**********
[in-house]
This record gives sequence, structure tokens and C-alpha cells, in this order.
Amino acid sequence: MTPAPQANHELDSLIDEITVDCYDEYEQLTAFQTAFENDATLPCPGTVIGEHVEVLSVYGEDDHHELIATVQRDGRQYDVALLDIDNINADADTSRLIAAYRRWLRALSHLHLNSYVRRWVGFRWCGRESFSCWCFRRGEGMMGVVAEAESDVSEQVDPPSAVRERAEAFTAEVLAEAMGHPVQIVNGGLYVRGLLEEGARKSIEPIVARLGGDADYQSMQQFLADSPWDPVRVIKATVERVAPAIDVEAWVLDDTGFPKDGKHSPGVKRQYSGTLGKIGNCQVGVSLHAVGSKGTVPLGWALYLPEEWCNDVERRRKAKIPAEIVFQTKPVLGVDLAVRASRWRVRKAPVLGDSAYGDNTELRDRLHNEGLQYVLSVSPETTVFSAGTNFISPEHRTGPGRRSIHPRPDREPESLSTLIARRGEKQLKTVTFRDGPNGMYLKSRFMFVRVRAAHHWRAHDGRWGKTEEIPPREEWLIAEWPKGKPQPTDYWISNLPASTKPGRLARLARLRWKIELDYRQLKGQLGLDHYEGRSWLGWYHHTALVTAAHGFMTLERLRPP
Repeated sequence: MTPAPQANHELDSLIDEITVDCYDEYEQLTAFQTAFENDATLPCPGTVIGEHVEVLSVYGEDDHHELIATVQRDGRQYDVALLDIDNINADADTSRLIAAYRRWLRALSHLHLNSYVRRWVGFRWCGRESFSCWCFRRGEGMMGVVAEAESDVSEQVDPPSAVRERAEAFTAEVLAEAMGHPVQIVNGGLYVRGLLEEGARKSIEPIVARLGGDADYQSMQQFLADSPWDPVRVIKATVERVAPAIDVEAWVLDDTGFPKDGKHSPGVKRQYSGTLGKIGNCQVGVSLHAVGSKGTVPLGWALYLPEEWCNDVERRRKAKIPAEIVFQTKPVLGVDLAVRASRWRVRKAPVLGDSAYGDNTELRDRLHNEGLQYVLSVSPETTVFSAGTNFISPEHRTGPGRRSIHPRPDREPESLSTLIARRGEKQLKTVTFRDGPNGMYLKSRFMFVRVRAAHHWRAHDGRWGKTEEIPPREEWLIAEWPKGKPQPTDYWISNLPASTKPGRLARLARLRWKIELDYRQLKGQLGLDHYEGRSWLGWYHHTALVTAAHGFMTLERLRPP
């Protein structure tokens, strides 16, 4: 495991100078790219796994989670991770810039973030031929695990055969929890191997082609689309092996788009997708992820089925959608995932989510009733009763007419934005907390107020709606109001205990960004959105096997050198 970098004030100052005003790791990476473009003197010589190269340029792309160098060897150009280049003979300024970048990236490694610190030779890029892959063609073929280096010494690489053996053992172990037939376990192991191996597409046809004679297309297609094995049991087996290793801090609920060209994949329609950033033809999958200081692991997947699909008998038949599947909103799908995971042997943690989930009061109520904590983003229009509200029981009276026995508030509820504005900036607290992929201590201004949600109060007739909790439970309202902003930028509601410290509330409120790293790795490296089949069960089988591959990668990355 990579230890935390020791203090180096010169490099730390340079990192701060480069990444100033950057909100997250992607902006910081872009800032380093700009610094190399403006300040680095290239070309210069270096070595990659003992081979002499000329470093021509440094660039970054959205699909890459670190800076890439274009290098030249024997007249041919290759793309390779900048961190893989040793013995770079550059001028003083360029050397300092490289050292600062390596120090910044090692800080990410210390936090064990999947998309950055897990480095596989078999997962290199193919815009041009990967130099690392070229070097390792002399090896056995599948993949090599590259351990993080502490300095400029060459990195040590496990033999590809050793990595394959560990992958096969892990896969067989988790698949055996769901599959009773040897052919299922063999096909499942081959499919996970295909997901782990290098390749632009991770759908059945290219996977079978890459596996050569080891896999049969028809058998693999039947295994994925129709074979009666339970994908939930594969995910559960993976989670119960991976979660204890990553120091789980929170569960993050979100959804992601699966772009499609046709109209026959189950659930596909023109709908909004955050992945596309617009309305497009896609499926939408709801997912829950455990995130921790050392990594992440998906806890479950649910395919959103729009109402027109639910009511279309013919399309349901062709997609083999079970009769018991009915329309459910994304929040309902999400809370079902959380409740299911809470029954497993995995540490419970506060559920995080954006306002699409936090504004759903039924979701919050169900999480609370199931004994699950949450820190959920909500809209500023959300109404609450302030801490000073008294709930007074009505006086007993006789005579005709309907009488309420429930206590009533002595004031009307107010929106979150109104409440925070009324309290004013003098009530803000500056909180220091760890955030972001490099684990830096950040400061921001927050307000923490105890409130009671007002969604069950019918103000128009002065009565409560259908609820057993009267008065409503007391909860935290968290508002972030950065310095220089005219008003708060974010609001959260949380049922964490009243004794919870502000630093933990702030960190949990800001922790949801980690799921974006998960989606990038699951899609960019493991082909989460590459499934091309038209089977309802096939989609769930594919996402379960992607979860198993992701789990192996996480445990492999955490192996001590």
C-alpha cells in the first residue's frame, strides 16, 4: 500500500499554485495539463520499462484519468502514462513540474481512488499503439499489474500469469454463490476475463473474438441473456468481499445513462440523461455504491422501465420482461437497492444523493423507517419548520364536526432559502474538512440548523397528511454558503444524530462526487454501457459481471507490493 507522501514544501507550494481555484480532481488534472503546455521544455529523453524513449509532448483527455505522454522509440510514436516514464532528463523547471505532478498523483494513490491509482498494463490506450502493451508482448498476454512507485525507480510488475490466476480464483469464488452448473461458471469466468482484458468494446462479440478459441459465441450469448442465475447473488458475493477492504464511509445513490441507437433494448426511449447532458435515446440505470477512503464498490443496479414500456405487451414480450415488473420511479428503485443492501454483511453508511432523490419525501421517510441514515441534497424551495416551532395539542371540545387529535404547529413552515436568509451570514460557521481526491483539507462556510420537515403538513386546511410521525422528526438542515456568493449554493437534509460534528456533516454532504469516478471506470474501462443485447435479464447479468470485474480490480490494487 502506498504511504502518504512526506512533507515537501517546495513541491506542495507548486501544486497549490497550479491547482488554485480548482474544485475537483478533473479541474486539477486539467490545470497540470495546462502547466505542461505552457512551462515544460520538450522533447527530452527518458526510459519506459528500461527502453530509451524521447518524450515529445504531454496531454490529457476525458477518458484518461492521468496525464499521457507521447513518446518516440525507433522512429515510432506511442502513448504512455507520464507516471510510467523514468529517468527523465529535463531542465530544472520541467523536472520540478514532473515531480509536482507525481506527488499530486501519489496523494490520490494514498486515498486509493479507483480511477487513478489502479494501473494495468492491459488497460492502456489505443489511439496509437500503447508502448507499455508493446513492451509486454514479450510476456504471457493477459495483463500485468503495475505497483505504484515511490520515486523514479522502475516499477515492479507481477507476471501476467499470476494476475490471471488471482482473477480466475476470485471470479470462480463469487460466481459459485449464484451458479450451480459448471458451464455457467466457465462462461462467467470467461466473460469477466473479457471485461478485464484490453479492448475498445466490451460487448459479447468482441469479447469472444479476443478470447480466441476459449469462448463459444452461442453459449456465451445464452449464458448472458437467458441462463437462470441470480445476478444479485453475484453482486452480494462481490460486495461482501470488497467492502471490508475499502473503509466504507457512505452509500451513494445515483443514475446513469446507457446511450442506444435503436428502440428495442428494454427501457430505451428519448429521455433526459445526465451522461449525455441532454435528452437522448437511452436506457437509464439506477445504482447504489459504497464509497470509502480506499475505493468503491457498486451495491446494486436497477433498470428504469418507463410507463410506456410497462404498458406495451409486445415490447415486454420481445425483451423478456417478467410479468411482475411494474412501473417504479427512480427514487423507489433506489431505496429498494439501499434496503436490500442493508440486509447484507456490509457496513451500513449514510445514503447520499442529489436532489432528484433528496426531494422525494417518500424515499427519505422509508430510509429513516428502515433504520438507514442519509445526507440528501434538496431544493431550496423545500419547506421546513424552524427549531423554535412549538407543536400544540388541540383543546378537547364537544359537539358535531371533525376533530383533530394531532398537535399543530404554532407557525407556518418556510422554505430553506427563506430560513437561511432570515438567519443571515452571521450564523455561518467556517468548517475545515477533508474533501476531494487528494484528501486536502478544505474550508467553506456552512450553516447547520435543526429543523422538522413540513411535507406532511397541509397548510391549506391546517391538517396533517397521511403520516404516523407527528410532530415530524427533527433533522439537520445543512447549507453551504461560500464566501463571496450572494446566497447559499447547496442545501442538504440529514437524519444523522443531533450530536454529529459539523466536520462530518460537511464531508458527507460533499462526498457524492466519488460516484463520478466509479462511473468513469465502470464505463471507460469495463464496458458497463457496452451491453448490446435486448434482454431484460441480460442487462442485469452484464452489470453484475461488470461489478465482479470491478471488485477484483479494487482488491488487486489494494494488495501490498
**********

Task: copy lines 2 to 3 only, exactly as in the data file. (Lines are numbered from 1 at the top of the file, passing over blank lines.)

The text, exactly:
This record gives sequence, structure tokens and C-alpha cells, in this order.
Amino acid sequence: MTPAPQANHELDSLIDEITVDCYDEYEQLTAFQTAFENDATLPCPGTVIGEHVEVLSVYGEDDHHELIATVQRDGRQYDVALLDIDNINADADTSRLIAAYRRWLRALSHLHLNSYVRRWVGFRWCGRESFSCWCFRRGEGMMGVVAEAESDVSEQVDPPSAVRERAEAFTAEVLAEAMGHPVQIVNGGLYVRGLLEEGARKSIEPIVARLGGDADYQSMQQFLADSPWDPVRVIKATVERVAPAIDVEAWVLDDTGFPKDGKHSPGVKRQYSGTLGKIGNCQVGVSLHAVGSKGTVPLGWALYLPEEWCNDVERRRKAKIPAEIVFQTKPVLGVDLAVRASRWRVRKAPVLGDSAYGDNTELRDRLHNEGLQYVLSVSPETTVFSAGTNFISPEHRTGPGRRSIHPRPDREPESLSTLIARRGEKQLKTVTFRDGPNGMYLKSRFMFVRVRAAHHWRAHDGRWGKTEEIPPREEWLIAEWPKGKPQPTDYWISNLPASTKPGRLARLARLRWKIELDYRQLKGQLGLDHYEGRSWLGWYHHTALVTAAHGFMTLERLRPP